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An intrepid voyage out to the frontiers of the latest thinking about love, language, and family
Maggie Nelson's The Argonauts is a genre-bending memoir, a work of "autotheory" offering fresh, fierce, and timely thinking about desire, identity, and the limitations and possibilities of love and language. At its center is a romance: the story of the author's relationship with the artist Harry Dodge. This story, which includes Nelson's account of falling in love with Dodge, who is fluidly gendered, as well as her journey to and through a pregnancy, offers a firsthand account of the complexities and joys of (queer) family-making.
Writing in the spirit of public intellectuals such as Susan Sontag and Roland Barthes, Nelson binds her personal experience to a rigorous exploration of what iconic theorists have said about sexuality, gender, and the vexed institutions of marriage and child-rearing. Nelson's insistence on radical individual freedom and the value of caretaking becomes the rallying cry of this thoughtful, unabashed, uncompromising book.
send the fragment because I had in any way achieved its serenity. I sent it with the aspiration that one day I might—that one day my jealousy might recede, and I would be able to behold the names and images of others inked onto your skin without disjunct or distaste. (Early on we made a romantic visit to Dr. Tattoff on Wilshire Boulevard, both of us giddy at the prospect of clearing your slate. We left crestfallen at the price, the improbability of ever completely eradicating the ink.) After
and a certain May Bookstaver that Alice—who was also Stein’s editor and typist—found all sorts of weasely ways to omit every appearance of the word May or may when she retyped Stein’s Stanzas in Meditation, henceforth an unwitting collaboration. By February I was driving around the city looking at apartment after apartment, trying to find one big enough for us and your son, whom I hadn’t yet met. Eventually we found a house on a hill with gleaming dark wood floors and a view of a mountain and a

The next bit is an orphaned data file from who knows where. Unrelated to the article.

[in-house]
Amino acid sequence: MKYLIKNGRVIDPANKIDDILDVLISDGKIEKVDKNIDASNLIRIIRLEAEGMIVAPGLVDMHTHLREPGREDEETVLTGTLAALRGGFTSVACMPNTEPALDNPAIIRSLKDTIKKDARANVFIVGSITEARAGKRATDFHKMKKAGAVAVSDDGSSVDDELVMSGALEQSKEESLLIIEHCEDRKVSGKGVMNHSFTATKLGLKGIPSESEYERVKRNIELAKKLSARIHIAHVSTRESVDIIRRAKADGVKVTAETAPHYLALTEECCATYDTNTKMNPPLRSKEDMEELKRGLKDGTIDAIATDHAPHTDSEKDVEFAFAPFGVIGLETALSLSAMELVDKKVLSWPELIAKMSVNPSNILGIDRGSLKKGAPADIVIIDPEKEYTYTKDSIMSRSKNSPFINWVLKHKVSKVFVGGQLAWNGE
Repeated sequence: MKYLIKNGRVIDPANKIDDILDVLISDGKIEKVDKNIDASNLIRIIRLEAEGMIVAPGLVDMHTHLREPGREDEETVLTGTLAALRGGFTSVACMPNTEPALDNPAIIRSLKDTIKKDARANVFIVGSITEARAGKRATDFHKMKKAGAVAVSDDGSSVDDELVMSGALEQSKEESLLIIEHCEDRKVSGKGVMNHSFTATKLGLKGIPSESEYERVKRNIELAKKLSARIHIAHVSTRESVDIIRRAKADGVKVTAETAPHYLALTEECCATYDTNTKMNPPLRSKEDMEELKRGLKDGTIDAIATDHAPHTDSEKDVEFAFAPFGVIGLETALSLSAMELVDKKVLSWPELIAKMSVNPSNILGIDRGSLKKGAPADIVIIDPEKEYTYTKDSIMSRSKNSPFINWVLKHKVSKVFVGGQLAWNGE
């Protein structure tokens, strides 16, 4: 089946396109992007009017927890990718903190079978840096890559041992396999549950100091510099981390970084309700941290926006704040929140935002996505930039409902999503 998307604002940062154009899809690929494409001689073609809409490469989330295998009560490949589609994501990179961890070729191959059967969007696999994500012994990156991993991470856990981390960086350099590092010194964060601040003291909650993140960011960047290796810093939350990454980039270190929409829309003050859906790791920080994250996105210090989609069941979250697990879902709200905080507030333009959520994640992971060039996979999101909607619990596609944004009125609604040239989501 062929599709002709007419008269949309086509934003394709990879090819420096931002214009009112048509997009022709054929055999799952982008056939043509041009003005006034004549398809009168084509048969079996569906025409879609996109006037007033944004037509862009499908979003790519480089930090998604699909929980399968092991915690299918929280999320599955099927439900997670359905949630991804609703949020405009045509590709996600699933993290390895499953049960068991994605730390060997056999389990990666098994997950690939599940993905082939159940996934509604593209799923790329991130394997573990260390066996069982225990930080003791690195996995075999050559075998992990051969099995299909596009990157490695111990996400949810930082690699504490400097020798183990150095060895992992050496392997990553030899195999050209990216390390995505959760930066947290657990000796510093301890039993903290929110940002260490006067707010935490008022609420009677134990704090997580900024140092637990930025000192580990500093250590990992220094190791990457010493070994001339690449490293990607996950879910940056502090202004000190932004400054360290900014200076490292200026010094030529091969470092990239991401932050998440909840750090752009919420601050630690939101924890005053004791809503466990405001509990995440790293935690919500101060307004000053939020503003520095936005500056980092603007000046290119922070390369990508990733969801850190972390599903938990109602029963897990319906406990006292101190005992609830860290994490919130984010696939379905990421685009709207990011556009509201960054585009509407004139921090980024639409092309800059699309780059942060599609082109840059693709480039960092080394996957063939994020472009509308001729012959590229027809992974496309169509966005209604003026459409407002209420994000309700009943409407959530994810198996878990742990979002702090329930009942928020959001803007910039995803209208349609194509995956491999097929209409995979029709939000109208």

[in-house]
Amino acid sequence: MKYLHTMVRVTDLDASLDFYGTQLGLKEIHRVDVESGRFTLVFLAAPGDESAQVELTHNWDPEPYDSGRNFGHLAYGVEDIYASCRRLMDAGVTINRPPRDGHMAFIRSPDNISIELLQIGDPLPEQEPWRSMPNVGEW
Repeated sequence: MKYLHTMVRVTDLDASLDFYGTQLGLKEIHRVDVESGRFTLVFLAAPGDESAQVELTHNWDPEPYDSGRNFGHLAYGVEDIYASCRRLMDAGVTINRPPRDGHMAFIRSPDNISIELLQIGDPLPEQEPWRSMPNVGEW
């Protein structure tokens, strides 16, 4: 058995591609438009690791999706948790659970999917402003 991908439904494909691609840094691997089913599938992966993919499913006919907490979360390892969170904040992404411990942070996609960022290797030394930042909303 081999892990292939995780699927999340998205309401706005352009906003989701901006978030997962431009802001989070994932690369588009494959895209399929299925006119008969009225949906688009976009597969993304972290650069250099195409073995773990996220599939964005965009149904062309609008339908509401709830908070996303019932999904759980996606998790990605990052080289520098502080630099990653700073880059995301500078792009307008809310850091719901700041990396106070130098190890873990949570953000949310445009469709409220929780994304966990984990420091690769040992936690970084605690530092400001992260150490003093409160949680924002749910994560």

wheeling / up and down the aisles trying to get a front view of / him and see how he was / Hung and what his face was like”). But his poetics struck me as refreshingly without a will to power, or even a will to perversity. They feel triumphantly wilted, like so many of the flowers Schuyler paid tribute to. This wiltedness may have had, in part, a chemical root. As Schuyler writes in “The Morning of the Poem”: “Remember what / The doctor said: I am: remembering and staying / off [the sauce]:
much relief as grief. The intruder had finally been expelled. The sodomitical mother would melt away, and the maternal body would be ours, at last. No wonder, then, that our mother’s announcement that she was getting married again caught us off guard, just a few years later. As she and her husband-to-be told us the news at a dinner party orchestrated, to our surprise, for just that purpose, I watched my sister turn a furious red, then lunge around for a vine that could hold her. Well, if the
months old, he was stricken by a potentially fatal nerve toxin that afflicts about 150 babies of the 4 million+ born in the United States each year. Recently my mother visited the Killing Fields in Cambodia. After she returned, she sat in our living room showing me her trip photos while Iggy motored around the shaggy white rug, doing “tummy time.” I barely want to tell you about this, because of the baby, she said, nodding in his direction, but there was a tree there, an oak tree, called the